Vigil, Gallegos, and Khan, all Costilla County Commissioners, claim that the complaint fails to allege their personal participation in the alleged violation of plaintiff's constitutional rights. Meade v. Grubb, 841 F.2d 1512, 1527 (10th Cir. 1988). Defendants cannot be sued solely on the basis of respondeat superior. Sorrell v. Henry , 219 F.3d 1197, 1214 (10th Cir. 2000), cert. denied , 121 S.Ct. 2521 (2001). The complaint alleges not a single fact suggesting that either Gallegos or Kuhn personally participated in the alleged failure to provide plaintiff with a hearing prior to the various disciplinary actions taken against her. Indeed, the substantive allegations of the complaint make no reference to these defendants individually at all. Plaintiff's allegation that "Defendant Commissioners" failed to afford her a hearing is insufficient to permit a conclusion that either Gallegos or Kuhn were personally involved in any act or omission that led to that circumstance. See Robbins v. Oklahoma, 519 F.3d 1242, 12450 (10th Cir. 2008). ("[The burden rests on the plaintiff[] to provide fair notice of the grounds for the claims made against each of the defendants. Given the complaint's use of either the collective term `Defendants' or a list of the defendants named individually but with no distinction as to what acts are attributable to whom, it is impossible for any of these individuals to ascertain what particular unconstitutional acts they are alleged to have committed."). For these reasons, the complaint fails to state a claim for violation of plaintiff's right to procedural due process against Gallegos and Kuhn and that claim must be dismissed as to those defendants in their individual capacities.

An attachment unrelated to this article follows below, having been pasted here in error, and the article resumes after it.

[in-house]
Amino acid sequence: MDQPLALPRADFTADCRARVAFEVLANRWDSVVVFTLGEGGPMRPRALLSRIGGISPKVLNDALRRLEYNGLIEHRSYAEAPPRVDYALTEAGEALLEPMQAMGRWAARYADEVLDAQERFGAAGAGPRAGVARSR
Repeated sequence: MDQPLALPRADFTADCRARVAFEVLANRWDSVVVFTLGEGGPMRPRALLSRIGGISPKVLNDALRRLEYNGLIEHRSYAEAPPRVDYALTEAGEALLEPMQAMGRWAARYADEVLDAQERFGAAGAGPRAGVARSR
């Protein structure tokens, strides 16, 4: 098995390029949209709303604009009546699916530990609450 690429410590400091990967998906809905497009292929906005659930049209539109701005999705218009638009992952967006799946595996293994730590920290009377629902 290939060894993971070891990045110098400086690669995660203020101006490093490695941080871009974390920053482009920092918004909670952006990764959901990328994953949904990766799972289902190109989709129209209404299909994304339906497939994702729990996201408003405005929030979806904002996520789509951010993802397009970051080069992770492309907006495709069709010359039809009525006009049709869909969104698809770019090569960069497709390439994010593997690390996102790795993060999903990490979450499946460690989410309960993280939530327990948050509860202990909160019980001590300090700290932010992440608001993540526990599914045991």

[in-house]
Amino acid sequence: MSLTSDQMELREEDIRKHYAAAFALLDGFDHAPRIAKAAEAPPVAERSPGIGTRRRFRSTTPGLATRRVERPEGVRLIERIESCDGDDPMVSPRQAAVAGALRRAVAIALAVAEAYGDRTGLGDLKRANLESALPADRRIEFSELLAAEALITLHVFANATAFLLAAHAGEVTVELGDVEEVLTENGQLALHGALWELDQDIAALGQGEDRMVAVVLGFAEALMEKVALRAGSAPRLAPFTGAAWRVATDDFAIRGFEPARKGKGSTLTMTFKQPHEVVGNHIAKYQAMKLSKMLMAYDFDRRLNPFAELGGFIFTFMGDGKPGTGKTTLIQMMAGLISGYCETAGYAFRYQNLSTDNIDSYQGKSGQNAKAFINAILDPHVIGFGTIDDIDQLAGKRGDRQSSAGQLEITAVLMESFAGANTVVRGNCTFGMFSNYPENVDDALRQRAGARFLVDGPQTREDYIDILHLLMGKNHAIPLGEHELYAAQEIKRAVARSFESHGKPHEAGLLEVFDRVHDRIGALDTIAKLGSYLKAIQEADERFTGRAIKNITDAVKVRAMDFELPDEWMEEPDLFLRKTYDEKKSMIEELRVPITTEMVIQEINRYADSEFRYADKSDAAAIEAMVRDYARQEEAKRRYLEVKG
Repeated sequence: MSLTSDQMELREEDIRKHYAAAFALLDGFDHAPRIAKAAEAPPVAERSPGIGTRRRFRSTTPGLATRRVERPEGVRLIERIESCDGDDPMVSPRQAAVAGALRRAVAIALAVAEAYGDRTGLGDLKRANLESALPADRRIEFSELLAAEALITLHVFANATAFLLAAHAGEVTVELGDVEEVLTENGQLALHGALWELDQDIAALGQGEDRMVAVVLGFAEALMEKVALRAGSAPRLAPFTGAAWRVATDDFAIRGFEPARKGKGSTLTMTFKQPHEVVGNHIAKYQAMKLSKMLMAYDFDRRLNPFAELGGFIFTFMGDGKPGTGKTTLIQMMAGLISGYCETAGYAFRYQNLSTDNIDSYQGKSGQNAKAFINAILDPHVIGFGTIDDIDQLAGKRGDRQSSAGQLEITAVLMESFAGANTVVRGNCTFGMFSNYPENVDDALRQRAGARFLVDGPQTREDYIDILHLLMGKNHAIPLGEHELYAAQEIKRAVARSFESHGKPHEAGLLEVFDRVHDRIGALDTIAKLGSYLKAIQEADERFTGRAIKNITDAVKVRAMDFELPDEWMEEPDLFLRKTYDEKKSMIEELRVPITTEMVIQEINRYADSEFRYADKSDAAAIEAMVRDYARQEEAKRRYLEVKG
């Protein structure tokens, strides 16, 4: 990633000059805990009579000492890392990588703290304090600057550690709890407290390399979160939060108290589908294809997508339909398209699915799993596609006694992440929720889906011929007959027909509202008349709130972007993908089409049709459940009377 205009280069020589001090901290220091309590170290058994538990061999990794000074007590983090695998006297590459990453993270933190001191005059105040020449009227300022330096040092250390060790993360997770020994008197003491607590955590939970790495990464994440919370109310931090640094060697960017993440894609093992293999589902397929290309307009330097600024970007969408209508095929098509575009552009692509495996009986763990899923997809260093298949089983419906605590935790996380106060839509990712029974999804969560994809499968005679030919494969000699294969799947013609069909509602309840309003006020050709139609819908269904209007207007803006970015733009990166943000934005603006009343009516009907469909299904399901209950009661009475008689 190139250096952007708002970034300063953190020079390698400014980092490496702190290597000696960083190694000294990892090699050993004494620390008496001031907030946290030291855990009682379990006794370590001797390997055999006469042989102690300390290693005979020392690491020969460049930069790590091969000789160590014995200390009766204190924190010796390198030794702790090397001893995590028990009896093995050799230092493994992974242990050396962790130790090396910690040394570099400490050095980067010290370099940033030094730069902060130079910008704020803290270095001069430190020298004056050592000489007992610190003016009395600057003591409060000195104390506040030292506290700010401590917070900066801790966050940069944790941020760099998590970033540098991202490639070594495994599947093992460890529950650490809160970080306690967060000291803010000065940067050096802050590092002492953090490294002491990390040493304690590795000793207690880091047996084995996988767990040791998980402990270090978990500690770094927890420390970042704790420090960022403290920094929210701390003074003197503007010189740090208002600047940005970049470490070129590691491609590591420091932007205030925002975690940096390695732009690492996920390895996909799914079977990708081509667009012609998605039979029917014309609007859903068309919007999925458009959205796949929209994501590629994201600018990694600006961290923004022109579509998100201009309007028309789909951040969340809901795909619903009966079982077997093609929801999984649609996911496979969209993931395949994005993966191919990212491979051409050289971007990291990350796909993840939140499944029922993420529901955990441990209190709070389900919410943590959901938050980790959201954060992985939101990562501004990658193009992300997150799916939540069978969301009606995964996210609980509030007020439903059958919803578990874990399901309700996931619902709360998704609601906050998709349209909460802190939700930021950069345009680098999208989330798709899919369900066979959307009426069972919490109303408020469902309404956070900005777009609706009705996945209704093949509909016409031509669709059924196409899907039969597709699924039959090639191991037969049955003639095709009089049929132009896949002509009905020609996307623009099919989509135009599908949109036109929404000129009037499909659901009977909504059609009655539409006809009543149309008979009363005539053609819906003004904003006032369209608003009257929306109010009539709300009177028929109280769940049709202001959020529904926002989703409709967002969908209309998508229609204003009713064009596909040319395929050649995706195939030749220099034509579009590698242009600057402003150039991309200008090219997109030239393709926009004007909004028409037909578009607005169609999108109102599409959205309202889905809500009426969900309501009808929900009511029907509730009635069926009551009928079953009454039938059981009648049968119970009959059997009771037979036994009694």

However, the complaint does allege that Vigil intervened improperly with the Costilla County Sheriff's office to request that the harassment charge plaintiff filed against Archuleta be dropped. Plaintiff argues that this allegation suggests that Vigil was biased and that such bias taints the impartiality of the tribunal, which is itself a violation of due process. See McClure v. Independent School District No. 16 , 228 F.3d 1205, 1215-16 n. 8 (10th Cir. 2000). The complaint alleges further that Vigil notified plaintiff that the hearing of her appeal of her paid administrative leave was being rescheduled, but that subsequently, no hearing on the matter was ever convened. Although these allegations are admittedly thin, given the liberal pleading standards of the Federal Rules of Civil Procedure, they sufficiently allege Vigil's personal participation in a violation of plaintiff's constitutional right to due process insofar as she was denied a pre-disciplinary hearing.